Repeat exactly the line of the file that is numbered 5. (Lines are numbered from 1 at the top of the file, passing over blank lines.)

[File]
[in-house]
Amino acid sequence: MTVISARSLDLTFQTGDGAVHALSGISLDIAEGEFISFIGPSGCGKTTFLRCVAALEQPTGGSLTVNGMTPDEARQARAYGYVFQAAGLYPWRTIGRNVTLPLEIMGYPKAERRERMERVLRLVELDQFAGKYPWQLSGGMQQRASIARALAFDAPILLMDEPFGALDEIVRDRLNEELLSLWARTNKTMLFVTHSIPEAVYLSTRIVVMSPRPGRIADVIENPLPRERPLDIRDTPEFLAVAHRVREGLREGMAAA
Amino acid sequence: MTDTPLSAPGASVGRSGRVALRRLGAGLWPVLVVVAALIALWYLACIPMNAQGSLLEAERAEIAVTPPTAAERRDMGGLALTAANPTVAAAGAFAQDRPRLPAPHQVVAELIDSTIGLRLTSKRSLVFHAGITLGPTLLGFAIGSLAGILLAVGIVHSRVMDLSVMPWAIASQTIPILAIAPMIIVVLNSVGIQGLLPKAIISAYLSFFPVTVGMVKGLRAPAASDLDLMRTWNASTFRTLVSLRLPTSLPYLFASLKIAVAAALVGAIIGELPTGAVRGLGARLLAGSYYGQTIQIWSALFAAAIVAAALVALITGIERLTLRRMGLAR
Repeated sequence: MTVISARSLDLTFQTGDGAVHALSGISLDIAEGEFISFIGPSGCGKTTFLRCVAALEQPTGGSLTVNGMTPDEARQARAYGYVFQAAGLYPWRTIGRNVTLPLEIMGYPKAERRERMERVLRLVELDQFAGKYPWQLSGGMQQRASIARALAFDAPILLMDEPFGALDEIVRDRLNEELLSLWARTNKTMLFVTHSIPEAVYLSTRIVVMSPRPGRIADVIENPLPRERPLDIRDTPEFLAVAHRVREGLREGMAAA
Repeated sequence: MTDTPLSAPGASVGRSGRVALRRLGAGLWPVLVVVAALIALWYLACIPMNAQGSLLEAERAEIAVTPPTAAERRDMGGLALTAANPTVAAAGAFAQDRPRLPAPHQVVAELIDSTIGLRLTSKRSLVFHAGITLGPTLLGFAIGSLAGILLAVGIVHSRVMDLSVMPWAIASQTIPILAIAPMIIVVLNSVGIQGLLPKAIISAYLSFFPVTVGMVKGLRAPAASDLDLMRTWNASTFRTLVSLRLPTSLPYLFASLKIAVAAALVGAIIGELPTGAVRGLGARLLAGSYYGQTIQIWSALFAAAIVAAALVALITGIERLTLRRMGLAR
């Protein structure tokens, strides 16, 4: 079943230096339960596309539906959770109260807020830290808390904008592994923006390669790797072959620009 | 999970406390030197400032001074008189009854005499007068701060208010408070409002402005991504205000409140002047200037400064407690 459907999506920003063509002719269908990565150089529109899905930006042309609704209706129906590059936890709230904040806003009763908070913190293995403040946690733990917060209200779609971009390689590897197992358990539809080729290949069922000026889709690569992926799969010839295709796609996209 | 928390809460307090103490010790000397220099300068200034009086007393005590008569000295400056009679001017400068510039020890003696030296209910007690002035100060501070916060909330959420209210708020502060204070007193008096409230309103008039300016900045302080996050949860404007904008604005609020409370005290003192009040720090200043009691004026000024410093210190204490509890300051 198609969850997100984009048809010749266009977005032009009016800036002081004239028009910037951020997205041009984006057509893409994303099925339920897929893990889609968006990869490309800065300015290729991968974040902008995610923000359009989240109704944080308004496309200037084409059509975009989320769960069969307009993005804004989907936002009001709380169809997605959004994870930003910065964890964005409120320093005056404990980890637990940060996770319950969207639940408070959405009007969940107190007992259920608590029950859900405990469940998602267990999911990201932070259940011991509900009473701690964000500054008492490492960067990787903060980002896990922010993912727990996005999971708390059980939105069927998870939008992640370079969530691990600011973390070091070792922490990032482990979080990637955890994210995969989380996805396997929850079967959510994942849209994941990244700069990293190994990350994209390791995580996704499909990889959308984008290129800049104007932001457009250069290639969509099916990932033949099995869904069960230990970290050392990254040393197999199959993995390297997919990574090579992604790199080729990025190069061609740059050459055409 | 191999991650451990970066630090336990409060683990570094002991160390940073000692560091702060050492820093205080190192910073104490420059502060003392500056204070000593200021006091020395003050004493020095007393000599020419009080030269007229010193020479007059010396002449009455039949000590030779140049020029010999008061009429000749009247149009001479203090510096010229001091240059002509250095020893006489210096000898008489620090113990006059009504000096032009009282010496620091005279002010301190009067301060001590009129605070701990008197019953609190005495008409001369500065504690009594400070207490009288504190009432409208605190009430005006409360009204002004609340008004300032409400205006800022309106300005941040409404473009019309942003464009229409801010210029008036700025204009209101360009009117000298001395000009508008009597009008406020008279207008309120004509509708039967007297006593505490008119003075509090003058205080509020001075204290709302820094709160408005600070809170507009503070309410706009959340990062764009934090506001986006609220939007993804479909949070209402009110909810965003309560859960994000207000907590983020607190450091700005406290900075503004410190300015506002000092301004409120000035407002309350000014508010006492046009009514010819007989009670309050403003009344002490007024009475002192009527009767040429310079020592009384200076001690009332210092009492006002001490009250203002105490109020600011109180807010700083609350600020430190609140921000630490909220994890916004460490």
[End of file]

Repeated sequence: MTDTPLSAPGASVGRSGRVALRRLGAGLWPVLVVVAALIALWYLACIPMNAQGSLLEAERAEIAVTPPTAAERRDMGGLALTAANPTVAAAGAFAQDRPRLPAPHQVVAELIDSTIGLRLTSKRSLVFHAGITLGPTLLGFAIGSLAGILLAVGIVHSRVMDLSVMPWAIASQTIPILAIAPMIIVVLNSVGIQGLLPKAIISAYLSFFPVTVGMVKGLRAPAASDLDLMRTWNASTFRTLVSLRLPTSLPYLFASLKIAVAAALVGAIIGELPTGAVRGLGARLLAGSYYGQTIQIWSALFAAAIVAAALVALITGIERLTLRRMGLAR